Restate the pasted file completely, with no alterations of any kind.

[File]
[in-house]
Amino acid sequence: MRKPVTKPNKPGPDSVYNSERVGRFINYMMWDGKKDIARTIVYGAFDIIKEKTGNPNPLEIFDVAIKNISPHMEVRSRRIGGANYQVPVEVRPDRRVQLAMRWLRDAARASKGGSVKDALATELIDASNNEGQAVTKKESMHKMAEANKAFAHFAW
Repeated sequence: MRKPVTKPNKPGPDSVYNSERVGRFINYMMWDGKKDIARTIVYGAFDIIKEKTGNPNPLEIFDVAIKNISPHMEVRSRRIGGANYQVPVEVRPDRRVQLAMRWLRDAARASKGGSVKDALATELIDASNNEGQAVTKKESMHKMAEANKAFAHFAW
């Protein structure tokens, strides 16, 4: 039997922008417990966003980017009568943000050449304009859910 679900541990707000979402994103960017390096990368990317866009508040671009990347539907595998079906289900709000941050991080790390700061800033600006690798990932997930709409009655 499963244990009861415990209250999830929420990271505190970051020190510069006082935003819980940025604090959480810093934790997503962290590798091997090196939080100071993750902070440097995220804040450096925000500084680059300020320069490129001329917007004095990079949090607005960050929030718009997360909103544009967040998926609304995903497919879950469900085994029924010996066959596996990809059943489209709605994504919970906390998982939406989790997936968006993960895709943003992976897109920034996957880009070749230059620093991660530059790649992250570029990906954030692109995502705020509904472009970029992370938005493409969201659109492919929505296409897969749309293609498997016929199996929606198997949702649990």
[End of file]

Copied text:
[in-house]
Amino acid sequence: MRKPVTKPNKPGPDSVYNSERVGRFINYMMWDGKKDIARTIVYGAFDIIKEKTGNPNPLEIFDVAIKNISPHMEVRSRRIGGANYQVPVEVRPDRRVQLAMRWLRDAARASKGGSVKDALATELIDASNNEGQAVTKKESMHKMAEANKAFAHFAW
Repeated sequence: MRKPVTKPNKPGPDSVYNSERVGRFINYMMWDGKKDIARTIVYGAFDIIKEKTGNPNPLEIFDVAIKNISPHMEVRSRRIGGANYQVPVEVRPDRRVQLAMRWLRDAARASKGGSVKDALATELIDASNNEGQAVTKKESMHKMAEANKAFAHFAW
């Protein structure tokens, strides 16, 4: 039997922008417990966003980017009568943000050449304009859910 679900541990707000979402994103960017390096990368990317866009508040671009990347539907595998079906289900709000941050991080790390700061800033600006690798990932997930709409009655 499963244990009861415990209250999830929420990271505190970051020190510069006082935003819980940025604090959480810093934790997503962290590798091997090196939080100071993750902070440097995220804040450096925000500084680059300020320069490129001329917007004095990079949090607005960050929030718009997360909103544009967040998926609304995903497919879950469900085994029924010996066959596996990809059943489209709605994504919970906390998982939406989790997936968006993960895709943003992976897109920034996957880009070749230059620093991660530059790649992250570029990906954030692109995502705020509904472009970029992370938005493409969201659109492919929505296409897969749309293609498997016929199996929606198997949702649990």